Here’s the Mayor’s response, sent via e-mail.
To start, City Council did not raise taxes this year. We voted 6-1 for a 0% increase for the first time in recent memory. Unfortunately, the BC Assessment valuations did go up, and if people’s property values went up over 10% of the average, then they most likely saw an increase in payment.
In the spring of 2015, City Council passed a resolution to create a new Planning for Major Projects budget to ensure the City has capacity to address the speculative growth within the City of Prince Rupert and the region, without impacting the taxpayers. The Planning for Major Projects Budget is $1.3 million per year for a four year period (2015-2019), funded from the proceeds of a lease option with WCC LNG for Lot 444 through Prince Rupert Legacy fund. With the potential LNG facilities being proposed for the area comes tremendous constraints being placed on City staff to manage our daily priorities along with the longer term planning required for community success in the face of proposed growth.
As such, Council identified various needs in preparing for unprecedented growth which include a requirement for additional staffing, specifically around planning and engineering. Within this decision was the installation of a four year ‘sunset’ clause which will retire the Planning for Major Projects Budget should there be no confirmed LNG activity, thereby returning staff support to their previous levels. The formal term for this action is called a temporary market adjustment, meant to act as a recruitment and retention tool during a time of significant competition for talented workers. Recognizing the possibility that interest from LNG and other major industries may decline, City Council intentionally set an expiry date on the wage increases that allows us to return to ‘business as usual’, with benefits accrued from the planning and engineering work.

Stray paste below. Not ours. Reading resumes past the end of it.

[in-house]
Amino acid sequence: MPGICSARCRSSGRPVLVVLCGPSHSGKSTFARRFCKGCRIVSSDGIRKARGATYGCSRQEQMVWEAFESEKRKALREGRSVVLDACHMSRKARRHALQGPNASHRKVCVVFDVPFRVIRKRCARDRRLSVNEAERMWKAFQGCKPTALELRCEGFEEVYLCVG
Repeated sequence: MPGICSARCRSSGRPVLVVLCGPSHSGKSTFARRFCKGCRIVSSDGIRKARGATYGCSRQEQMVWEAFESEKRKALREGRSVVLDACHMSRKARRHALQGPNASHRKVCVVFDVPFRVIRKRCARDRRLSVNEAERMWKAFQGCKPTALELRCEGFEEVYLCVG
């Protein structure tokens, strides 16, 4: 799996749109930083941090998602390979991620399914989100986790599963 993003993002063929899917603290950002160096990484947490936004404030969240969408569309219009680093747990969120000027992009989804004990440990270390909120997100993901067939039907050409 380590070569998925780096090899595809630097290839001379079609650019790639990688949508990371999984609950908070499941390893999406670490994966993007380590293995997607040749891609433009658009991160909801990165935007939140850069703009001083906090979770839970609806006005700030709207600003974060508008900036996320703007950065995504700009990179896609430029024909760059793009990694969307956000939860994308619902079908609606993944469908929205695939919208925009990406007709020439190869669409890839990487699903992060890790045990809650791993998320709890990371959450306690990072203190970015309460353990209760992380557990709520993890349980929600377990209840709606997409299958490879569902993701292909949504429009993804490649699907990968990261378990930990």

A breakdown and explanation of this budget was published with a press release in the spring of last year, in addition, it was physically mailed out to each homeowner in last year’s Tax Notice sent by the City:
Here’s a quick breakdown of the budget:
You can now view how we spent the Planning for Major project budget for 2015 here:
Here are two key examples of the changes in salary for the City’s top leadership:
Actual wage (Operations Budget): $42,000/year
Temporary wage increase (2015-2019 PMP Budget): $17,000 authorized to be paid out of the budget of the Prince Rupert Legacy fund, funded by the lease option on Lot 444, not taxpayers.
Total city wage: $60,000
The travel component of my expenses, as reported in the SOFI, was additionally broken down here: http://ow.ly/DRcV302fGcC - that was also broken down between the PMP budget and operations.
In other cities of a similar size, the mayoral position is part-time. The current situation relating to our workload demands is unique and temporary, which is why council voted in favour of making the position full-time for a period of four years.
In addition, I was also remunerated by the SQCRD for $12,918 for regional district duties.
Actual wage (Operations Budget): $180,000
Temporary wage increase (2015-2019 PMP Budget): $45,000
Total wage: $225,000
Although the SOFI says he made $254,797, the remaining amount represents benefits and carry-over of holidays from the previous year (taxable benefits).
We have a new management team, a new group dynamic, and cohesion happening at City Hall like never before. Many of our managers work long hours, are on call, and respond to issues after hours and even on vacation. City council and management have dedicated resources to retaining our top staff to ensure core employees stay with the City and continue to do good work on behalf of the residents.
Since the election in December 2014, Council and administration have brought in nearly $23 million dollars of new funding for infrastructure. We’ve invested in roads, water and are taking an aggressive approach to revitalizing and rebuilding this community. We’ve launched new programs like Re:Design Rupert to get the public engaged, and Re:Build Rupert to fix aging infrastructure. We’ve settled disagreements with the Port over PILT payments, bringing in new money into the community, and engaged in discussions with neighbours about tax sharing arrangements put into place before tax caps were imposed and the mill failed. We’ve put Prince Rupert on the map with other levels of Government, and have built new relationships with local First Nations that are helping the community become more cohesive. Although this is not an easy job, we believe we are on the right track for the community and look forward to continuing to serve the interests of the people of Prince Rupert.